Time shall heal they say; but to me, time has only been intensifying the aching wound of my beloved mother’s absence in this world. She was the very special person who brought light into my life, from the day I was born, not only in times of joy, but in times of deep sorrow and struggle. Even though she has been gone throughout one whole year, which I felt like a lifetime, I still feel her ray of light falling on me from heaven above. But, I admit with pain that the challenging moments have been appalling without Ammi’s presence. And, the dainty moments of joy have been dull in her absenteeism, throughout the year that passed-by.

My beloved mother departed this world, on May 12th2017, after courageously fighting ailment that was discovered, treated for, and persisted for three short-lived months, leaving my father and I only the consolation that her duration of anguish was minimal. The robust, courageous, good-looking and strong-willed lady in my mother did bear, void of complaint; the complications involved with an ailment of the nature. She set an example by not giving-up until her very last breath, in the Kurunegala hospital’s coronary care unit, to which she was transferred from the oncology unit. Out of the three months we all drained due to the varying magnitudes of her illness, my memory holds on tight with desolation, to the last nine hours that my mother fought for dear life, gasping. “Life breaks everyone, but some people heal stronger in the breaks,” they say, and my mother was one of those who healed stronger in the breaks.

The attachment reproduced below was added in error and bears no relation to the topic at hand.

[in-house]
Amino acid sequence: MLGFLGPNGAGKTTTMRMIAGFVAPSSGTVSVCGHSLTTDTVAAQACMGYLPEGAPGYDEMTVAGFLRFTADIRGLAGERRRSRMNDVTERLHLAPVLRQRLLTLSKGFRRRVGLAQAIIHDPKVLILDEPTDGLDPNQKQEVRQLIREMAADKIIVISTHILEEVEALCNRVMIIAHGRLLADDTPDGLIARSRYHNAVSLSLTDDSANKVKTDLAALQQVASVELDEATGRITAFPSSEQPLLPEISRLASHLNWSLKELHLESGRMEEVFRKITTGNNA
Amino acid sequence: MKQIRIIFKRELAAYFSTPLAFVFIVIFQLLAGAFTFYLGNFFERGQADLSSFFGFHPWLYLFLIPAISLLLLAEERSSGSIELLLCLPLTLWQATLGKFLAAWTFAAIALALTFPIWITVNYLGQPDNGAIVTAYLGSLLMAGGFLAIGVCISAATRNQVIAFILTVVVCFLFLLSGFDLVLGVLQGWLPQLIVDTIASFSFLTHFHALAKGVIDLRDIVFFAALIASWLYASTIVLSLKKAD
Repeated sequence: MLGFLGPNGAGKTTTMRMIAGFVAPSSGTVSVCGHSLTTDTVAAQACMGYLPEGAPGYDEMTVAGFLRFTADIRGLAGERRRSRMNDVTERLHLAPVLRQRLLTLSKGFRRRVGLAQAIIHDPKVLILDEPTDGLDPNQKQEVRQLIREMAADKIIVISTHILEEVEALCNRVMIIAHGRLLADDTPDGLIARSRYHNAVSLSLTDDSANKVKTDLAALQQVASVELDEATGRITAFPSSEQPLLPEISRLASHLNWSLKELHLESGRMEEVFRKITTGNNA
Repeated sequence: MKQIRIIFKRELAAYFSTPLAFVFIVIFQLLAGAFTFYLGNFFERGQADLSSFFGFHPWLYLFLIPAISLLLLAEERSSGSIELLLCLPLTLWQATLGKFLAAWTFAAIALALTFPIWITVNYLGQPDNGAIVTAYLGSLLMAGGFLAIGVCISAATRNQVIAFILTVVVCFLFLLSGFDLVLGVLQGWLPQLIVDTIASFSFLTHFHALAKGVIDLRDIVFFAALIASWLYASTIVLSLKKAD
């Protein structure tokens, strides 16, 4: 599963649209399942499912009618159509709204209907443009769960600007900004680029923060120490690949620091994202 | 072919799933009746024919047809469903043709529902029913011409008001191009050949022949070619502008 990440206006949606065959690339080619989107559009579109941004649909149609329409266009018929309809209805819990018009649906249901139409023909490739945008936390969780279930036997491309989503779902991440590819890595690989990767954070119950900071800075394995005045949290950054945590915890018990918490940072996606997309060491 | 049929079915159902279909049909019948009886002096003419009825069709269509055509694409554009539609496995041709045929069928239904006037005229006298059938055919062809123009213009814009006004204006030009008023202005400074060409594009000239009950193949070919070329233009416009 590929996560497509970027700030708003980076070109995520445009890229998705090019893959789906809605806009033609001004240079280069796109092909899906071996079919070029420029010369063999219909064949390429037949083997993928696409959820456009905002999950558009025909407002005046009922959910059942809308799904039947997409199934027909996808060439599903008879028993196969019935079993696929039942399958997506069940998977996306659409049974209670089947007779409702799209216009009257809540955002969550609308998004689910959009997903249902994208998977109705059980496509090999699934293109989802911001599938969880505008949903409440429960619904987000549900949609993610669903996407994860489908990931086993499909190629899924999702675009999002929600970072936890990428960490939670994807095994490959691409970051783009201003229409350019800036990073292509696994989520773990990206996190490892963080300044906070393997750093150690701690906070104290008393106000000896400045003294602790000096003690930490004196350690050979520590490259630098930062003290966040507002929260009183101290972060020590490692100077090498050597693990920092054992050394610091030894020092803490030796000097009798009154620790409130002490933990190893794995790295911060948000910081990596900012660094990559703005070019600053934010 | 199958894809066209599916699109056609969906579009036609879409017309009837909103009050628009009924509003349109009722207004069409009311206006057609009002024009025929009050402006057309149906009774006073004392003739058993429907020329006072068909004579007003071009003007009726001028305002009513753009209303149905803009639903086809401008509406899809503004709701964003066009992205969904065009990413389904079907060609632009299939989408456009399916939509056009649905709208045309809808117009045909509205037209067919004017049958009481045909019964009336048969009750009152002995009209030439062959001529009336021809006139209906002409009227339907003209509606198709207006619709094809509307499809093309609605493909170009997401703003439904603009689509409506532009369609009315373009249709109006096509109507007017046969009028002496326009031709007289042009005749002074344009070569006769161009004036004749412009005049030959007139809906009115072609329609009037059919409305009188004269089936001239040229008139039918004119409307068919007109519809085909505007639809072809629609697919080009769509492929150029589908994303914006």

My mother lived a complete and dynamic life. Amongst seven siblings of the Senanayake family from Kurunegala, she was the fourth. Having obtained her education from Maliyadeva Girls’ College in Kurunegala, she joined the Hayleys Group back in the 1960’s, where she served for nine years. While in school and in later years she played basketball under the guidance of All-India Basketball Coach P. Chelladurai, and also represented St. Anne’s College, Kurunegala in a trainee camp held in St. Anthony’s College Courts in Katugastota back in the 1960s. After tying the knot with my father Ananda Ratnayake in 1973, she pursued a career at Marhaba Travels in Sharjah, U.A.E. where she served for several years before returning to Sri Lanka. Being the family-oriented woman, later in her life, she, along with my father lived with me, in California U.S.A. and in Sri Lanka until her passing.

The grief of my mother’s demise has been continuously suffocating my soul throughout the past year, and choking me from time to time, letting the tears fall silently down my cheeks, every single day, not for the world to perceive. This agony of demise wraps my heart like an anaconda crushing bones of its prey. Death has left heartache in me that no one can heal. People say that time shall heal, but in reality, time apparently does not heal anything. Time, just has taught me how to live with the pain, and face this riddle called life, in the absence of my mother’s warmth and care, and of course without hearing her voice. Yet, I am aware that Ammi; you are watching over me and Appachchi, from somewhere over the rainbow. You are my Mona Liza and you will always be beautiful, in my eyes!

Sunalie Ratnayake